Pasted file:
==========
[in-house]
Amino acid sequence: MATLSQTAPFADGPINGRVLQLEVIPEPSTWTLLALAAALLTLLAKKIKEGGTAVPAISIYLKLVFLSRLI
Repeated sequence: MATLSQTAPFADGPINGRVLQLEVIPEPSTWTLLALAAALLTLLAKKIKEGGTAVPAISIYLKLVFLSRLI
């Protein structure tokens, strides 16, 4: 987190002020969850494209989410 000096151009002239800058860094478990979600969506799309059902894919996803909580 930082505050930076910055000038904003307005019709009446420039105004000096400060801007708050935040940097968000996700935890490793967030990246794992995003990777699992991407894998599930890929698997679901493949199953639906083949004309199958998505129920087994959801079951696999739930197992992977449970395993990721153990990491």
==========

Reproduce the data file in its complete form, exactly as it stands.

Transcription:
[in-house]
Amino acid sequence: MATLSQTAPFADGPINGRVLQLEVIPEPSTWTLLALAAALLTLLAKKIKEGGTAVPAISIYLKLVFLSRLI
Repeated sequence: MATLSQTAPFADGPINGRVLQLEVIPEPSTWTLLALAAALLTLLAKKIKEGGTAVPAISIYLKLVFLSRLI
């Protein structure tokens, strides 16, 4: 987190002020969850494209989410 000096151009002239800058860094478990979600969506799309059902894919996803909580 930082505050930076910055000038904003307005019709009446420039105004000096400060801007708050935040940097968000996700935890490793967030990246794992995003990777699992991407894998599930890929698997679901493949199953639906083949004309199958998505129920087994959801079951696999739930197992992977449970395993990721153990990491």